Influence: Science and Practice (5th ed)
“Over 2 million copies sold!”
The cover says it all. No, not about the popularity and prominence of the Influence: Science and Practice, but rather about the subtle ways in which our attitudes, behaviors, and perceptions of value can be manipulated by people who have knowledge of what Robert Cialdini calls “the weapons of influence.”
According to Cialdini, a Distinguished Professor of Psychology at Arizona State University and a legendary figure in the field of compliance research, these weapons of social influence are capable of impacting our behavior in significant ways, often without our realization. Subtle (and sometimes not-so-subtle) cues can elicit fixed-action patterns, or what the author refers to as “click-whirr” responses. Take the above example, for instance. Highlighting the number of other people who have bought the book activates in us—click—a perceptual response regarding the popularity of the book and evidence of its value in the eyes of other, presumably rational people. This then—whirr—leads to a predictable behavior pattern whereby we, as similarly rational people, are likely to desire and possibly purchase the product.
This is a simple example of one of Cialdini’s six principles (weapons) of influence: The principle of social proof, which tells us that if other people are doing something, there must be a valid reason. Using engaging, real-world examples, the author walks us through this and the other principles: Reciprocation, commitment and consistency, liking, authority, and scarcity. Reciprocation, or “the old give-and-take”, refers to the idea that when someone does something nice for us, we feel a powerful urge to reciprocate in some way – and importantly, this is capable of explaining a great deal of compliance behavior. The next principle refers to the dual tendencies of staying the path once we have committed to a course of action, and of acting consistently with how we have acted in the past. Liking is probably the most straightforward and obvious of the weapons: If we like someone, they will have greater influence over us. However, if we dig a little deeper, some of the consequences of this principle may surprise the reader. Cialdini then elucidates the often-nefarious impact that authority status can have on us, whether that status is legitimate or not. Finally, no consumer should enter a store or shop online without first having read the chapter on scarcity and the subtle ways in which our evaluations of worth can be manipulated.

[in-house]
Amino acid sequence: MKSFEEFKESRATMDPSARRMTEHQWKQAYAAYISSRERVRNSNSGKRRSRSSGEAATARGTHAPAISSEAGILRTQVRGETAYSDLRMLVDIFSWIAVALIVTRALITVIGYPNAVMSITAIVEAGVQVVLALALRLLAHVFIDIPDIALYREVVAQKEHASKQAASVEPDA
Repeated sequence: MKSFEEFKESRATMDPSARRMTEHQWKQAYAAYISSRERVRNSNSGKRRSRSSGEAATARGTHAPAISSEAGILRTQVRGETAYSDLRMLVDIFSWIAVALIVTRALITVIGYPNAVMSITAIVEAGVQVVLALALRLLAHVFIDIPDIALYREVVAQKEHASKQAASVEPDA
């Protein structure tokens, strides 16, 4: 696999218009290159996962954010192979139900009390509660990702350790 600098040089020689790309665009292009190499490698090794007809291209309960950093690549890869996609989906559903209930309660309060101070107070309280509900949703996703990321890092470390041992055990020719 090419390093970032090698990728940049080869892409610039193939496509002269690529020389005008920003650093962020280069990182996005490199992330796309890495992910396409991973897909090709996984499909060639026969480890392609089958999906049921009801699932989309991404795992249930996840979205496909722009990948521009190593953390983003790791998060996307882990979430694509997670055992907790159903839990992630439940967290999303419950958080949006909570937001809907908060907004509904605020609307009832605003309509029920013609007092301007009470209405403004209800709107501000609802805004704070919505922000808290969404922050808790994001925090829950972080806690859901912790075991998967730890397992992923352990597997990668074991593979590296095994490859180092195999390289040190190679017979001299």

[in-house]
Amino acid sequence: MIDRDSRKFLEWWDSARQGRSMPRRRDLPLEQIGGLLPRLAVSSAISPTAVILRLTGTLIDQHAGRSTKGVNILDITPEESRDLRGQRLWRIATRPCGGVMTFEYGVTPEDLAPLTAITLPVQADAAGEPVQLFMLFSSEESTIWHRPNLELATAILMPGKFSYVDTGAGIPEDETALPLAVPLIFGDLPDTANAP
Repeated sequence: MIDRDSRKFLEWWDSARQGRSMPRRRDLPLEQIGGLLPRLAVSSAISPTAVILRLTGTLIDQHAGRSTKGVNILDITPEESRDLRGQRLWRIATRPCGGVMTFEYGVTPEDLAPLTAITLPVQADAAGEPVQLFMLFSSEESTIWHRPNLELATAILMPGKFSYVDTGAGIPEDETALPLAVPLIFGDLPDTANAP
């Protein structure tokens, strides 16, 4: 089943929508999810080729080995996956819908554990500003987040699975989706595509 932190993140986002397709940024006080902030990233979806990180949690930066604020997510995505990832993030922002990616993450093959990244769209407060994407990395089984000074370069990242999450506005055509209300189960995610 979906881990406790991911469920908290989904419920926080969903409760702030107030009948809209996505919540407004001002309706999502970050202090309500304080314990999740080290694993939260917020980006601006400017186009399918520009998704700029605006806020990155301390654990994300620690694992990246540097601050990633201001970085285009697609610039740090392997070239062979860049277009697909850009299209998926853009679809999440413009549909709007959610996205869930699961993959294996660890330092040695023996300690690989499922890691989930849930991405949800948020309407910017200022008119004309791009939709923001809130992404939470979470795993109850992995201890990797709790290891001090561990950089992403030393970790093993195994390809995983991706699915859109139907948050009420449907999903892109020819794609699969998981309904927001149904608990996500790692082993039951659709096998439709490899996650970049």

This book is not aimed at academics but rather a lay audience, and is written in an appropriate style using humour, accessible language, and personal anecdotes from Cialdini’s colorful past. He leverages vivid cases ranging from the splashy and high-profile (such the Jonestown massacre and other cult activities, the Watergate scandal, and Korean POW camps) all the way to the mundane techniques of sales professionals. Cialdini manages to make these examples fascinating and memorable, and always brings the reader back to the core principles underlying the resulting behavior change. However, this book is not without its fair share of examples of classic research; the reader should expect to find many of our classic studies from the social psychology literature by such luminaries as Festinger, Milgram, Zimbardo, and of course, Cialdini himself.
The one area in which I find Influence lacking is in the ‘defense’ section at the end of each chapter. After many pages of explaining to the reader that these principles and the behaviors that result are powerful, deeply-engrained, and often outside of awareness, his recurring advice is to simply be aware of what is happening. At one point he advises readers to listen to their gut and ask themselves whether what is happening feels right. Given that the distal purpose of these fixed action patterns and other heuristics that we rely on is to reduce our cognitive load, I did not find this advice helpful. We simply do not have the resources to stop at every turn and ask ourselves if we truly want to act in accordance with our tendencies. Unfortunately, I am not aware of any alternative defensive strategies – perhaps this is a direction for future research.
Overall, I found this book to be an educational, entertaining, and altogether exceptional read for academics and lay audience members alike. There is a tremendous amount of information contained in this volume, and I can think of no person better equipped to deliver it than Robert Cialdini. Influence: Science and Practice belongs on the bookshelf of anyone with an interest in human behavior.